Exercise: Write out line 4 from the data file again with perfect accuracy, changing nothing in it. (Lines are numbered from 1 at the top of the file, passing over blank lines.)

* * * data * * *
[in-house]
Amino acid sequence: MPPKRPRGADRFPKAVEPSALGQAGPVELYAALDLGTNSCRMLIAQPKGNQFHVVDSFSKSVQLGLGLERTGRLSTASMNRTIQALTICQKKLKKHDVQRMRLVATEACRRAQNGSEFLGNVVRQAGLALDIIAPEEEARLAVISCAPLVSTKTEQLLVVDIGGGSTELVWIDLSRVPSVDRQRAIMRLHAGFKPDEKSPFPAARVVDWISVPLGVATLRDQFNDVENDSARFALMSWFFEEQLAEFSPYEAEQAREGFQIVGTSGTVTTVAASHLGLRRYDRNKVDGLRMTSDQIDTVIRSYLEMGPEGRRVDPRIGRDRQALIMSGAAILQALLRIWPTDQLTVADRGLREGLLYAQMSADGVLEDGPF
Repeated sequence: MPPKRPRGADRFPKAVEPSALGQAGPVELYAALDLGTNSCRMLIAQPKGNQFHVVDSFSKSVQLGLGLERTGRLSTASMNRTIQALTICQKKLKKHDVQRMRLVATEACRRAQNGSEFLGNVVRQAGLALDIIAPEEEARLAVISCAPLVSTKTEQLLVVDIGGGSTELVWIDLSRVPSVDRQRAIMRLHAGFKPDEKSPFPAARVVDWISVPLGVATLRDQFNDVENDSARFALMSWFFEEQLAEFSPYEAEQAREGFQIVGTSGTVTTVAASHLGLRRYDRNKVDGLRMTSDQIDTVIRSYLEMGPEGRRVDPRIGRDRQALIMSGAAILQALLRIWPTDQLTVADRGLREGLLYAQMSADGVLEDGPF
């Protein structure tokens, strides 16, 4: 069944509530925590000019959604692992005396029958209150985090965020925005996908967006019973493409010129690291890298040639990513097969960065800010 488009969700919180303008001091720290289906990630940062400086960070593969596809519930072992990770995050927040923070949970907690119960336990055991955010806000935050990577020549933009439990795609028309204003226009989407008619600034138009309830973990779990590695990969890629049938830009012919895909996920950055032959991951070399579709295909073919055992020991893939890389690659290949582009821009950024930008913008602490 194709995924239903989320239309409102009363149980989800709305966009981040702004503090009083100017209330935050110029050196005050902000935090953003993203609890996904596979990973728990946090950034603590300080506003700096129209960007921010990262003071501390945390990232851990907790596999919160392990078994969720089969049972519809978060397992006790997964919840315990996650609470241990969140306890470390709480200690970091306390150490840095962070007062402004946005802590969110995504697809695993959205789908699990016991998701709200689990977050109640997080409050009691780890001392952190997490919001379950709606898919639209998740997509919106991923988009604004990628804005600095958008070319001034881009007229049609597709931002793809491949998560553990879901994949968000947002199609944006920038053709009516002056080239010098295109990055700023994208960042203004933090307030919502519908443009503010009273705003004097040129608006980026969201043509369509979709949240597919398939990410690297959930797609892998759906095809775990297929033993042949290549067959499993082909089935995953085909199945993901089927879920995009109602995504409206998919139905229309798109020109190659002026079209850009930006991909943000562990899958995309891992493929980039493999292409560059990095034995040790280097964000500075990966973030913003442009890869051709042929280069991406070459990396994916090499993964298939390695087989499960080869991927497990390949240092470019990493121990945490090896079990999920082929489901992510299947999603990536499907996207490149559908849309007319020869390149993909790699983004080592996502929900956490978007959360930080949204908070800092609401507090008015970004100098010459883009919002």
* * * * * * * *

């Protein structure tokens, strides 16, 4: 069944509530925590000019959604692992005396029958209150985090965020925005996908967006019973493409010129690291890298040639990513097969960065800010 488009969700919180303008001091720290289906990630940062400086960070593969596809519930072992990770995050927040923070949970907690119960336990055991955010806000935050990577020549933009439990795609028309204003226009989407008619600034138009309830973990779990590695990969890629049938830009012919895909996920950055032959991951070399579709295909073919055992020991893939890389690659290949582009821009950024930008913008602490 194709995924239903989320239309409102009363149980989800709305966009981040702004503090009083100017209330935050110029050196005050902000935090953003993203609890996904596979990973728990946090950034603590300080506003700096129209960007921010990262003071501390945390990232851990907790596999919160392990078994969720089969049972519809978060397992006790997964919840315990996650609470241990969140306890470390709480200690970091306390150490840095962070007062402004946005802590969110995504697809695993959205789908699990016991998701709200689990977050109640997080409050009691780890001392952190997490919001379950709606898919639209998740997509919106991923988009604004990628804005600095958008070319001034881009007229049609597709931002793809491949998560553990879901994949968000947002199609944006920038053709009516002056080239010098295109990055700023994208960042203004933090307030919502519908443009503010009273705003004097040129608006980026969201043509369509979709949240597919398939990410690297959930797609892998759906095809775990297929033993042949290549067959499993082909089935995953085909199945993901089927879920995009109602995504409206998919139905229309798109020109190659002026079209850009930006991909943000562990899958995309891992493929980039493999292409560059990095034995040790280097964000500075990966973030913003442009890869051709042929280069991406070459990396994916090499993964298939390695087989499960080869991927497990390949240092470019990493121990945490090896079990999920082929489901992510299947999603990536499907996207490149559908849309007319020869390149993909790699983004080592996502929900956490978007959360930080949204908070800092609401507090008015970004100098010459883009919002």